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Stephen Pritchard is the head of SEO at Merkle U.K. Here he explores how greater organic and paid data integration can unlock the power of search and drive business growth.

Many marketers have extolled the advantages of connected organic and paid search strategies. Yet marketing departments and agencies continue to keep channel teams siloed, making these teams sometimes oblivious to the insights that could be gained if they were to collaborate.

Thankfully, a shift in attitudes has been increasingly evident, with businesses taking aim at the barriers keeping channels in their lanes. They’re assembling in-house teams and bringing in agency partners that understand the competitive advantages of collaboration.

While investing more in any kind of paid activity isn’t going to have a direct impact on organic ranking improvements, investing in the collaboration between teams will provide insights that can give your organic search strategy an edge.

Getting subject matter experts to buy into the motto of “one team, one dream” is an important piece of the synergy puzzle. But without unifying the data used by these paid and organic teams, an incomplete picture emerges.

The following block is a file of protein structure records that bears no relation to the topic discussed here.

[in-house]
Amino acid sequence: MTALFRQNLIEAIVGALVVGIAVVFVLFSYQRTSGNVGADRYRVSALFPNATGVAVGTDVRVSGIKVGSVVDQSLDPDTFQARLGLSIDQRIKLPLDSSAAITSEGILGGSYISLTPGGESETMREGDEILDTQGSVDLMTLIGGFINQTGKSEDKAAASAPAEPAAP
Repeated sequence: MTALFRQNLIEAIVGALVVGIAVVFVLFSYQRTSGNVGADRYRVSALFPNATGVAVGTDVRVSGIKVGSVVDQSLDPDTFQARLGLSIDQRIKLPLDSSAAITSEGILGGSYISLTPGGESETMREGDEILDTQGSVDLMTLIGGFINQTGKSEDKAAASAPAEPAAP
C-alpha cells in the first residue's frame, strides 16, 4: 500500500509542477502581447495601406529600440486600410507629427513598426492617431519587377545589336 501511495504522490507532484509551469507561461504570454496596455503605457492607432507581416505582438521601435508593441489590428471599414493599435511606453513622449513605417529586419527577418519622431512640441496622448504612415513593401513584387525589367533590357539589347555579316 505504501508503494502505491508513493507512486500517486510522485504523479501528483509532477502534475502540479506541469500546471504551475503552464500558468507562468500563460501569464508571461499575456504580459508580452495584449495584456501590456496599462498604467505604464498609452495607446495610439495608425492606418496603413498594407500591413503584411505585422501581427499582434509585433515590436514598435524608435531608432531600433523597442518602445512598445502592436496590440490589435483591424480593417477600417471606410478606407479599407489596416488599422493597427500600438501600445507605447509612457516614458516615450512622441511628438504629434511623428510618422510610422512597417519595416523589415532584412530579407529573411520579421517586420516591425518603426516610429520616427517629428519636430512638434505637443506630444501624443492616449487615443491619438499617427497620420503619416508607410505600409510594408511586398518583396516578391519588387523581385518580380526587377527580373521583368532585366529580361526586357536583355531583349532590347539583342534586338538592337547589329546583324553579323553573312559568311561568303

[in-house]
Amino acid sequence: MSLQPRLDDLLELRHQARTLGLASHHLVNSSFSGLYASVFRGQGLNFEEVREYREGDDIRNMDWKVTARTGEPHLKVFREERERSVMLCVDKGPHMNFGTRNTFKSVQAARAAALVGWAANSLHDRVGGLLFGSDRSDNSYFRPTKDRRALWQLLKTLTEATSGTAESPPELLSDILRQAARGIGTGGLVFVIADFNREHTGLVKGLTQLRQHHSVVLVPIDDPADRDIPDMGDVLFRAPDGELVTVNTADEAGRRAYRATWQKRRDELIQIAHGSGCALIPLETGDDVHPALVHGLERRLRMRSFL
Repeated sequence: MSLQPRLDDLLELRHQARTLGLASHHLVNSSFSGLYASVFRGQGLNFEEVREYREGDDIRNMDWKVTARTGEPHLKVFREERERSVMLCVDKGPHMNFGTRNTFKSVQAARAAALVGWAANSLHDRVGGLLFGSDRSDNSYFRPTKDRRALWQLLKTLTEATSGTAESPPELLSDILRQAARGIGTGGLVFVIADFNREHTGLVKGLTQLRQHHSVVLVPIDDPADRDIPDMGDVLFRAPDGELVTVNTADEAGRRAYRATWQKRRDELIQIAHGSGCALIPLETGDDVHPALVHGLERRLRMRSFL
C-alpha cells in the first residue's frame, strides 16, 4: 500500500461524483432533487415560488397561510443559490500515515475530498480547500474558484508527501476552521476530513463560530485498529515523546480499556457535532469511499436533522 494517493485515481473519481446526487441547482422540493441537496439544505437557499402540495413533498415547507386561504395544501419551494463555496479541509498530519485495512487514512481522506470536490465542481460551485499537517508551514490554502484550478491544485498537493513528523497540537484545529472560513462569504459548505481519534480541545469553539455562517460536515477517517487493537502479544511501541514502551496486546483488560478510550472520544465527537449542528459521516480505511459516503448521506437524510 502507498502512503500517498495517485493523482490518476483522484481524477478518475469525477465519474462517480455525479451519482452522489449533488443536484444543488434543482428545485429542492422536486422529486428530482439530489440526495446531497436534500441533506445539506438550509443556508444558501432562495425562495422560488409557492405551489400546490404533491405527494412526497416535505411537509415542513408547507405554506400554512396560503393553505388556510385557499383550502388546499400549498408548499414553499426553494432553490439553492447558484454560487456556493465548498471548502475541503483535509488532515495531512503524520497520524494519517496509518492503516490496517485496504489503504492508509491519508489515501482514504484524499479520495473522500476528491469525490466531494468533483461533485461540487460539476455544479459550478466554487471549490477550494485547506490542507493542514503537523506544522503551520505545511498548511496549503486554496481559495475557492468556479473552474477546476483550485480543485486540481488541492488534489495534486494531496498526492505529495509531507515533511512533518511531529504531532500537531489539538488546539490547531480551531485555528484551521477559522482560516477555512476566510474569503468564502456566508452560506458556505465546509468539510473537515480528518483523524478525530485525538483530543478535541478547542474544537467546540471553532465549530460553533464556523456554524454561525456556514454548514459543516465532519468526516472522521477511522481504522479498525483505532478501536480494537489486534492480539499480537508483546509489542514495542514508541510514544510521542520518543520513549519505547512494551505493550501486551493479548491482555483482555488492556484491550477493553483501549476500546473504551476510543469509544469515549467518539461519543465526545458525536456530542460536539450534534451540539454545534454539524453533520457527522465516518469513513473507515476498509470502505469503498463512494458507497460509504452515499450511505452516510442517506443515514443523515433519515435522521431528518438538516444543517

At Merkle, we have supported the moves of leading brands to collaborative organic and paid “total search” approaches in the past year. At the heart of this approach is an automated data blend through Google Data Studio, which pulls from the likes of Google Ads, Google Analytics, and Google Search Console for seamless visualization between organic and paid channels.

Why connected organic and paid search data is more important than ever

The last 18 months have naturally seen a stark change in consumer behavior, and search data is one of the best ways of understanding these shifts.

Converting lost footfall into online traffic

A line graph shows online traffic of (7.214M), (3.106M), and (2.425M) from Jan. 2020 to Dec. 2020.